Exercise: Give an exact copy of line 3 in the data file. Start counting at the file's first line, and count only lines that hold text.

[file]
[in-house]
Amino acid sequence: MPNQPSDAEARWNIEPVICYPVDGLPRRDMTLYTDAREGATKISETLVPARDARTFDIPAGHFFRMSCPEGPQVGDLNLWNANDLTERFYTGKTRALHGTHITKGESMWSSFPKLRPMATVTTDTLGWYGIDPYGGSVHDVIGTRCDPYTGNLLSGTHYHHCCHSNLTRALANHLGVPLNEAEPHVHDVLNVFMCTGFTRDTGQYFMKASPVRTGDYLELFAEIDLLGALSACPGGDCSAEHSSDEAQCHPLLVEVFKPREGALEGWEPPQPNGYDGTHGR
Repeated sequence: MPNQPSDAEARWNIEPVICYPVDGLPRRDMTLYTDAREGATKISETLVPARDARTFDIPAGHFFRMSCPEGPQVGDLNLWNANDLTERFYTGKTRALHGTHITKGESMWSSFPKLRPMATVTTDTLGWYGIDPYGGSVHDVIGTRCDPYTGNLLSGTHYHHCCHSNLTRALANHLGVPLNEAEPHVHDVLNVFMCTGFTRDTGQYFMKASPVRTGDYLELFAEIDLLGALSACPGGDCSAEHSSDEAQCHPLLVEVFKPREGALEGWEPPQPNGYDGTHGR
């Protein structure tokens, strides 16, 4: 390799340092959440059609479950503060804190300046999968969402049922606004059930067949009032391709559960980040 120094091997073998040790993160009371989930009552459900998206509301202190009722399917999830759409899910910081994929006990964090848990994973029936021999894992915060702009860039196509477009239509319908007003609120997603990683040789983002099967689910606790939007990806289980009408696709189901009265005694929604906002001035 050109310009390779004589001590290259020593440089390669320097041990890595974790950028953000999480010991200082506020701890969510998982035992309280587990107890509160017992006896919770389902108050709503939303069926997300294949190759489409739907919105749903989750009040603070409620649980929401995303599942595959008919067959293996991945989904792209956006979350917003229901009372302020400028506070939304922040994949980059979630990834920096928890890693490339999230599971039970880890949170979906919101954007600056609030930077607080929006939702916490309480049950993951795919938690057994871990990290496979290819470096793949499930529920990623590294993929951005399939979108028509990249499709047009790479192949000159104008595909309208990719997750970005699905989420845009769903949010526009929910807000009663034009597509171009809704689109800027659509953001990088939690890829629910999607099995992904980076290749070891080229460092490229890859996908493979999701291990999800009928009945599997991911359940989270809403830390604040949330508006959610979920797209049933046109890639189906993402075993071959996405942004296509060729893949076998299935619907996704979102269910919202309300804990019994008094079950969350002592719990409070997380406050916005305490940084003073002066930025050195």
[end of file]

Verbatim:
Repeated sequence: MPNQPSDAEARWNIEPVICYPVDGLPRRDMTLYTDAREGATKISETLVPARDARTFDIPAGHFFRMSCPEGPQVGDLNLWNANDLTERFYTGKTRALHGTHITKGESMWSSFPKLRPMATVTTDTLGWYGIDPYGGSVHDVIGTRCDPYTGNLLSGTHYHHCCHSNLTRALANHLGVPLNEAEPHVHDVLNVFMCTGFTRDTGQYFMKASPVRTGDYLELFAEIDLLGALSACPGGDCSAEHSSDEAQCHPLLVEVFKPREGALEGWEPPQPNGYDGTHGR